The wildfire declared in the Maro-Cerro Gordo cliffs natural area, near Nerja, on Sunday morning, 28 November, has been declared 'controlled'. This was announced by the Junta’s specialist Infoca brigade at 6.30am this Monday morning on its Twitter account. A total of 21 forest firefighters, an environmental agent and two fire engines remain at the scene to fully extinguish the blaze.
The alarm was raised a few minutes after 10 am on Sunday, when a fire was reported in an agricultural area, allegedly caused by stubble burning that got out control due to a combination of the gusting wind and dry vegetation, after the lack of autumn rain.
Regular firefighters, Civil Protection volunteers and Local Police officers were quickly on the scene to support the specialist Infoca teams, that also called in helicopter support.
At around 2pm the flames appeared controlled, after having destroyed some four hectares of avocado orchards and greenhouses. However, just after 4pm the alarm was raised again when the fire rekindled, advancing uncontrollably towards the Maro beach and the cliffs.
This area had already affected by another fire that started in the vicinity, last April. That blaze destroyed around four hectares.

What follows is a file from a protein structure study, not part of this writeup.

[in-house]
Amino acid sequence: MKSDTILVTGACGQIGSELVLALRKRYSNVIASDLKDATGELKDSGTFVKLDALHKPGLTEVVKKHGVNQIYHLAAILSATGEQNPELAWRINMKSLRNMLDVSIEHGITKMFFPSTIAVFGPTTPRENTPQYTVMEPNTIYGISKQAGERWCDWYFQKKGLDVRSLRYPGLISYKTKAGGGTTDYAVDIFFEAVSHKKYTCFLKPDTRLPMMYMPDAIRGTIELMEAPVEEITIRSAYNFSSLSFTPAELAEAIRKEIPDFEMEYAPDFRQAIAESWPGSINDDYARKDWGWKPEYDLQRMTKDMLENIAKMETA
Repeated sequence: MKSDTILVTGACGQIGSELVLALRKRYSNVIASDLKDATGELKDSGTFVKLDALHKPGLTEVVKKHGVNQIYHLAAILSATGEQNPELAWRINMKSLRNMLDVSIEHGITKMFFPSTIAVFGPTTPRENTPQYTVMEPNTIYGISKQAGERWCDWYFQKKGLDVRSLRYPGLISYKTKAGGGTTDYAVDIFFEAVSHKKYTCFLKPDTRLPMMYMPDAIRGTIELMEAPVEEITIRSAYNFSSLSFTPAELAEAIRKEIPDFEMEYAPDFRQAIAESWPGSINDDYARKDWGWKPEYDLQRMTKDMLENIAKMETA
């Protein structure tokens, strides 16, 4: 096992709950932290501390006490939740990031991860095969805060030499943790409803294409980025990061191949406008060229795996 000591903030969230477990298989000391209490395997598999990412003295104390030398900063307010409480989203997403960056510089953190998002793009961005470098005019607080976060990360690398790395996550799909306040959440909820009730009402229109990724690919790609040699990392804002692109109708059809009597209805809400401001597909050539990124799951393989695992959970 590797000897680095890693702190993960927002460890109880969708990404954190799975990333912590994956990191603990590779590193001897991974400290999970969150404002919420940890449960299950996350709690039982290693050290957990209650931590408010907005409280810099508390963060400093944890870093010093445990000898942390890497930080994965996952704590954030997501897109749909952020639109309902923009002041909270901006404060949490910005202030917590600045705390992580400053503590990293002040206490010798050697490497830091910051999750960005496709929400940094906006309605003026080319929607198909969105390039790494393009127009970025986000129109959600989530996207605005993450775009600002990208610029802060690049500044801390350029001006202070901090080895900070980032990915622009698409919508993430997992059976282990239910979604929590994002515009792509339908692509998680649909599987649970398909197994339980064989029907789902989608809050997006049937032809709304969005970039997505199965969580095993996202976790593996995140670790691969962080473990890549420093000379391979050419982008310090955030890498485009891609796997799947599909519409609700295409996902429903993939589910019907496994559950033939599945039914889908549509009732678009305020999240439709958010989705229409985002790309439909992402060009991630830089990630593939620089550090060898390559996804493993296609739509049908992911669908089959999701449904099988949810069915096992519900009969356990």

At around 7pm the flames advanced through the pine forest at the Maro tower, towards the area known as Cuesta de la María. It forced the closure of the old N-340.
At midnight, the fire was still active and uncontrolled, having advanced more than two kilometres from its ignition point. Some 75 forest firefighters and five Infoca fire engines, as well as half a dozen crews from the regular fire brigade worked through the early hours to try to stop the advance of the flames through the protected Maro-Cerro Gordo Cliffs natural area.
Finally, at 6.30am this Monday morning the fire was declared controlled. This was announced by the Junta de Andalucía’s specialist Infoca brigade on its Twitter account.
SUR has been able to confirm, that a Nerja resident admitted to the authorities on Sunday that he was possibly responsible for sparking the fire after burning stubble on his land. The man, in his 70s, said he was "very sorry" for what had happened, stating that "at no time" did he think that the fire could get out of control, despite the strong winds.